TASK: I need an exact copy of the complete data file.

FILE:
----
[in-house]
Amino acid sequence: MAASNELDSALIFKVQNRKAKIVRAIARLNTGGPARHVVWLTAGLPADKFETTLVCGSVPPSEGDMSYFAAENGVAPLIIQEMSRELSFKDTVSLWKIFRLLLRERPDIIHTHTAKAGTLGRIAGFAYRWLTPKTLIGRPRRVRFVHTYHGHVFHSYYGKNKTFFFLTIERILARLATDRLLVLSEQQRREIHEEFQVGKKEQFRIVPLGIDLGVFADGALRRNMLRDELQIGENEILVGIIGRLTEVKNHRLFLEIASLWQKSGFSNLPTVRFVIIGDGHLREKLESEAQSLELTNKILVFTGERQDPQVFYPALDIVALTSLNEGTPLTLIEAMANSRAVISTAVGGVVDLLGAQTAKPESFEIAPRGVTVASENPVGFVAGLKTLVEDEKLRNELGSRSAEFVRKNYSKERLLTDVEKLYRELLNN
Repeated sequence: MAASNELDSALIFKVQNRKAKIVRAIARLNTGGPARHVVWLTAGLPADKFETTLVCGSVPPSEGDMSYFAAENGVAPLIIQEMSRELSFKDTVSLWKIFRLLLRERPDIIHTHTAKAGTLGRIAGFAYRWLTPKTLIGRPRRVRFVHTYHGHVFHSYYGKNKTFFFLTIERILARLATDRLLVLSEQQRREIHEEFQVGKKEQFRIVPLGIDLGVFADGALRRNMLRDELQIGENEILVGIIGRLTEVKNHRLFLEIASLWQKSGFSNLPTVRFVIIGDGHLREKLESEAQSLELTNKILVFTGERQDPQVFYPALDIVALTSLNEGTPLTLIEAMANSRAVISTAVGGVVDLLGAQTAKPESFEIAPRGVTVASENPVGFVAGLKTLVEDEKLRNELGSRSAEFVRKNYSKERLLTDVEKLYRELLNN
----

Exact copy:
[in-house]
Amino acid sequence: MAASNELDSALIFKVQNRKAKIVRAIARLNTGGPARHVVWLTAGLPADKFETTLVCGSVPPSEGDMSYFAAENGVAPLIIQEMSRELSFKDTVSLWKIFRLLLRERPDIIHTHTAKAGTLGRIAGFAYRWLTPKTLIGRPRRVRFVHTYHGHVFHSYYGKNKTFFFLTIERILARLATDRLLVLSEQQRREIHEEFQVGKKEQFRIVPLGIDLGVFADGALRRNMLRDELQIGENEILVGIIGRLTEVKNHRLFLEIASLWQKSGFSNLPTVRFVIIGDGHLREKLESEAQSLELTNKILVFTGERQDPQVFYPALDIVALTSLNEGTPLTLIEAMANSRAVISTAVGGVVDLLGAQTAKPESFEIAPRGVTVASENPVGFVAGLKTLVEDEKLRNELGSRSAEFVRKNYSKERLLTDVEKLYRELLNN
Repeated sequence: MAASNELDSALIFKVQNRKAKIVRAIARLNTGGPARHVVWLTAGLPADKFETTLVCGSVPPSEGDMSYFAAENGVAPLIIQEMSRELSFKDTVSLWKIFRLLLRERPDIIHTHTAKAGTLGRIAGFAYRWLTPKTLIGRPRRVRFVHTYHGHVFHSYYGKNKTFFFLTIERILARLATDRLLVLSEQQRREIHEEFQVGKKEQFRIVPLGIDLGVFADGALRRNMLRDELQIGENEILVGIIGRLTEVKNHRLFLEIASLWQKSGFSNLPTVRFVIIGDGHLREKLESEAQSLELTNKILVFTGERQDPQVFYPALDIVALTSLNEGTPLTLIEAMANSRAVISTAVGGVVDLLGAQTAKPESFEIAPRGVTVASENPVGFVAGLKTLVEDEKLRNELGSRSAEFVRKNYSKERLLTDVEKLYRELLNN